The so-called Islamic State (Isis) is engaged in a propaganda war. It is a war that democrats should refuse to fight on the terrorists' terms.
Isis wants to provoke the West into overreacting, so that it can present its adherents as soldiers in a war between civilisations. It hopes that beheading hostages will help to escalate outside intervention in Iraq and Syria, which would feed an ideology that sees Western foreign policy as a crusade against Muslims. More than that, it hopes to inspire disturbed and rootless young men with its ferocity and self-belief, in order to recruit them to its cause.
We should be careful, therefore, how we respond to the news of Alan Henning's murder. The Independent on Sunday refuses to use footage from Isis videos, and we try to avoid any suggestion in our reports that Isis has widespread support or that its followers are motivated by religious devotion.
Most British media organisations seem to have come to a similar conclusion, after some confusion in response to earlier atrocities. The use of terror as a tactic is not new, but the internet has changed the media environment beyond recognition. Some editors made the mistake of thinking that, because videos are available online, linking to them or using stills from them was a value-free decision. Of course it is no such thing.
Giving publicity to Isis is like paying ransom to more conventional hostage-takers: it is what the terrorists seek, and giving it to them indiscriminately is helping their cause. Just because there are no rules on their side does not mean there are no rules on the side of respect for life and human rights.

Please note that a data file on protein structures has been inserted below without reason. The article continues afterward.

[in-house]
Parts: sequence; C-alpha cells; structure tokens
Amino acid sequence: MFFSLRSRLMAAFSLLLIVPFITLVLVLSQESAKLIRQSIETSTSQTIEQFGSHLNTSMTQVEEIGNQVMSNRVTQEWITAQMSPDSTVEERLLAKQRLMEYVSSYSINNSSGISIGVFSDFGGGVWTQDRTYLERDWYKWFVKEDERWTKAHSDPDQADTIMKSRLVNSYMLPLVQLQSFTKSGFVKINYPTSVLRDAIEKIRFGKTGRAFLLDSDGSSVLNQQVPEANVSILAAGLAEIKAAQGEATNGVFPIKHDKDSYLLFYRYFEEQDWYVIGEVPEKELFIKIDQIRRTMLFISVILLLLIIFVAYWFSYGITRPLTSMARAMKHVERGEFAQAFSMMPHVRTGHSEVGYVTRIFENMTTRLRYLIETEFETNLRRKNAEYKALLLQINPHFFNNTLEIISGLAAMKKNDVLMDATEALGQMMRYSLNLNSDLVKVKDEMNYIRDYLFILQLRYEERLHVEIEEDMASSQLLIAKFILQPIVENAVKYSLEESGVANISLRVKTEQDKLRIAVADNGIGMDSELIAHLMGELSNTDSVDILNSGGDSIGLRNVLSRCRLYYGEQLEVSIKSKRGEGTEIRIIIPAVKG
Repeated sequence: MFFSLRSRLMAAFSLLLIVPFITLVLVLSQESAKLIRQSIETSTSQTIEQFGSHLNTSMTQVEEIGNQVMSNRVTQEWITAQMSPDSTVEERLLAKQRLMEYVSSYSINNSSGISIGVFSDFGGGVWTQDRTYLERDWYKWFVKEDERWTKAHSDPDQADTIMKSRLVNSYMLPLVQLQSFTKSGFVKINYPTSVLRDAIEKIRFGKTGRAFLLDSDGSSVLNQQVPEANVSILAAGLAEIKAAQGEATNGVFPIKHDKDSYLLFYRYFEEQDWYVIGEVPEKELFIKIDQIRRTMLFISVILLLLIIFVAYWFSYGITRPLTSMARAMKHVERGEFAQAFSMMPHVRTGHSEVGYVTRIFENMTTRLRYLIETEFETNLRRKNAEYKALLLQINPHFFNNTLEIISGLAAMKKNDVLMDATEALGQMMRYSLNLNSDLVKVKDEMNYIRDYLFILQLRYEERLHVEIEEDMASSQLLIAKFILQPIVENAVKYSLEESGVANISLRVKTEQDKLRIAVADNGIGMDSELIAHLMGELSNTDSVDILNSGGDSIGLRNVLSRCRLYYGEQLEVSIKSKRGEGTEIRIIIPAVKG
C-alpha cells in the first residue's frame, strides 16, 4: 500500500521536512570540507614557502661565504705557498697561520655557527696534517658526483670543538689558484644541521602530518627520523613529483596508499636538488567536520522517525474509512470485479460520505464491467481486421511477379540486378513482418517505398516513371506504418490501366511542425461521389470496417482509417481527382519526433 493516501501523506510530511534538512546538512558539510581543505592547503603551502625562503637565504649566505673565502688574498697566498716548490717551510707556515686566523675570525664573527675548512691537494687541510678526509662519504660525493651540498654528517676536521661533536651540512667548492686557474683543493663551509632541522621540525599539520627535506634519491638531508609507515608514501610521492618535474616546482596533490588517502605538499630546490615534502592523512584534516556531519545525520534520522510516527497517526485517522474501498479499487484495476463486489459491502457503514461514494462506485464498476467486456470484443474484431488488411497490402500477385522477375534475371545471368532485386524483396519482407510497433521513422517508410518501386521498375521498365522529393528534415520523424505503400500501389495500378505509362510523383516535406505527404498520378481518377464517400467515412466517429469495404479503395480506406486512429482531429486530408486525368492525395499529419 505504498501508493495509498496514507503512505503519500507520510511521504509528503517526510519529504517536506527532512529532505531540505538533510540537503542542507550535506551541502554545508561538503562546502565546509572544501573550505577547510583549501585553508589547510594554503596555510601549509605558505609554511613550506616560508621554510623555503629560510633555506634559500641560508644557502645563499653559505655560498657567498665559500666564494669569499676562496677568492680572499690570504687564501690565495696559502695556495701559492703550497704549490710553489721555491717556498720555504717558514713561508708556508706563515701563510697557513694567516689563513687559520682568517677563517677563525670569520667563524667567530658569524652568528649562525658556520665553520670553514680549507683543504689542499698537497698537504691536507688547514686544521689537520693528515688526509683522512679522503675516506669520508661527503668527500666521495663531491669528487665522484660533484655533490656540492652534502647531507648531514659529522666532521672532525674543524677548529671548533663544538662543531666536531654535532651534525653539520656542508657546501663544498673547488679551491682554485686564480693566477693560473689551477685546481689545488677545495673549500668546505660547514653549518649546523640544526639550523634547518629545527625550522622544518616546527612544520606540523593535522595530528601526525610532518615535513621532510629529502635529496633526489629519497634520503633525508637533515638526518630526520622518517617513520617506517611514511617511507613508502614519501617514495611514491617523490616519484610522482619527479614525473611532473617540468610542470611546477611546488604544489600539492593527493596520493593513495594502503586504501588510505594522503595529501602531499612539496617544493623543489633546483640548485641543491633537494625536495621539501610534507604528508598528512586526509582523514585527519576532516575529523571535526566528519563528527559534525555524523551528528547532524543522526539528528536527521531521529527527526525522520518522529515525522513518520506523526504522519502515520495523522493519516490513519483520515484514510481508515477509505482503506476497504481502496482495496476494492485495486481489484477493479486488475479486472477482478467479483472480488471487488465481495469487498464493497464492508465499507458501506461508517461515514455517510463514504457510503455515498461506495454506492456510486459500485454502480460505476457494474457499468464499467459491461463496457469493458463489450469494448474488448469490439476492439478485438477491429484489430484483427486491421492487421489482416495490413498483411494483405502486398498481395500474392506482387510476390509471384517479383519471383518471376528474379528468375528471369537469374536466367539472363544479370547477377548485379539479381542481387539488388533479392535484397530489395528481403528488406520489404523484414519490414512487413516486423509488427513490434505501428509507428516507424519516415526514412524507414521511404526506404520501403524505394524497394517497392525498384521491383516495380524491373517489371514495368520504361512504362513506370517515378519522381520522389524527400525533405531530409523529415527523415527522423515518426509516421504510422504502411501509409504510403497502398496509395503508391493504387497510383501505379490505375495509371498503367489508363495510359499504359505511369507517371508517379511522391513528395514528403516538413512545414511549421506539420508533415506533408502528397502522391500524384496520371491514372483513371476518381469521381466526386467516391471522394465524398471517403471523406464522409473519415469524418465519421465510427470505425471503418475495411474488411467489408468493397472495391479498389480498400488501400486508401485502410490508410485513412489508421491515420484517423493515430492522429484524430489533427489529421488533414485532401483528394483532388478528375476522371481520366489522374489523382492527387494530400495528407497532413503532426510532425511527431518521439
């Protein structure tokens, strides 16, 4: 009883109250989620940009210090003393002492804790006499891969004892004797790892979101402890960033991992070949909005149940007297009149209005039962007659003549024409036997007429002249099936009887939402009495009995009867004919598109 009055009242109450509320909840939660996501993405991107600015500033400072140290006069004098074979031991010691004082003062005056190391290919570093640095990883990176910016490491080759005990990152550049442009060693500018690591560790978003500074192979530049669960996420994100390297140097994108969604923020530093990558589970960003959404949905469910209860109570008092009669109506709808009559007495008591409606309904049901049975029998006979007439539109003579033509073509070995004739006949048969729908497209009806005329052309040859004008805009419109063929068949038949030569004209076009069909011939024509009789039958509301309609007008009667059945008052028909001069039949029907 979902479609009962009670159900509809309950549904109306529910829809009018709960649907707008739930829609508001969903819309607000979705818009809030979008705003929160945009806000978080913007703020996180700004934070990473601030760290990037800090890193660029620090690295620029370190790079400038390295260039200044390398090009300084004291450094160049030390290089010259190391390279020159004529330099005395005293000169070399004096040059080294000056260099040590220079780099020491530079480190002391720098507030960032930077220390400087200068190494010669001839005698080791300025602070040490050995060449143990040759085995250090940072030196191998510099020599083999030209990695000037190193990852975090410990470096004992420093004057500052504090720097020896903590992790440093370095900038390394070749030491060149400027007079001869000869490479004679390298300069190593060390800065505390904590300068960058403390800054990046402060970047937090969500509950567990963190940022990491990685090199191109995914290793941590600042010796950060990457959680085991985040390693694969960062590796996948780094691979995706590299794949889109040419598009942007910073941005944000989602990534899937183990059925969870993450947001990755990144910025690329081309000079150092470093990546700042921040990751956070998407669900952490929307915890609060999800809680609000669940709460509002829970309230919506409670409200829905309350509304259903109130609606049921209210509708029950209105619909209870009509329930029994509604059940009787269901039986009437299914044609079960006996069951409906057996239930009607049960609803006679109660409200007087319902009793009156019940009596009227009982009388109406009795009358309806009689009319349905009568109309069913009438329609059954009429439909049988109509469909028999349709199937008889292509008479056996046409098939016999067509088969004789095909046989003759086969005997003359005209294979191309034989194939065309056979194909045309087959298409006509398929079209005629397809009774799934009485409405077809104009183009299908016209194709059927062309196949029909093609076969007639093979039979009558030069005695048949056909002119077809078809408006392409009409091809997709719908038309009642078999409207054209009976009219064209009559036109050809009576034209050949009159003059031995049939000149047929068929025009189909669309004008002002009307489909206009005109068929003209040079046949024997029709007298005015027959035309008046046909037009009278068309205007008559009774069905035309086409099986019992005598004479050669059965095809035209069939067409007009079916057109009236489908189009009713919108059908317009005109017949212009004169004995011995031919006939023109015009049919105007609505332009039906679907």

We aim to report the facts, without going into excessive detail about the ways in which Isis murders its victims, and to provide the information the reader needs to understand the tangled situation across the Middle East.
Instead of dwelling on Mr Henning's death we have sought to focus on his life: his humanity, his courage and his devotion to the cause of helping civilians in Syria's civil war. His commitment to saving lives and easing suffering offers a powerful contrast to the values of his captors, glorying in torture and death.
There are those who suggest that last month's House of Commons' vote to allow British forces to take part in air strikes against Isis played into the terrorists' hands. That Isis is trying to provoke a Western military response should be only one consideration in assessing what the West should do. In any event, we should not confuse caution with washing our hands of responsibility.
There is a difference between overreaction and a measured response. Public opinion in this country supports American air strikes in support of local forces on the ground, Iraqi, Kurdish and Syrian, as they try to push back the Isis advance. It is important that other Muslim states are involved in these operations.
The significant thing is not the token UK involvement in air strikes, but the effort to promote political settlements, with all the costs that entails, in Iraq and Syria that would minimise local support for Isis. That said, if the Prime Minister believes that UK forces need to operate in Syria as well as Iraq, as we suspect he does, he should have the courage to make that case in public and to seek Parliament's approval.
We should steel ourselves for further horrors. Isis knows no restraint in its search for ways to shock and intimidate its enemies.
In the face of such cruelty and delusion on the part of Isis, it is hard to formulate a response, especially when the diplomatic and military options are so complex and morally compromised. But one thing that we can do is to refuse to play Isis's propaganda game.Reuse content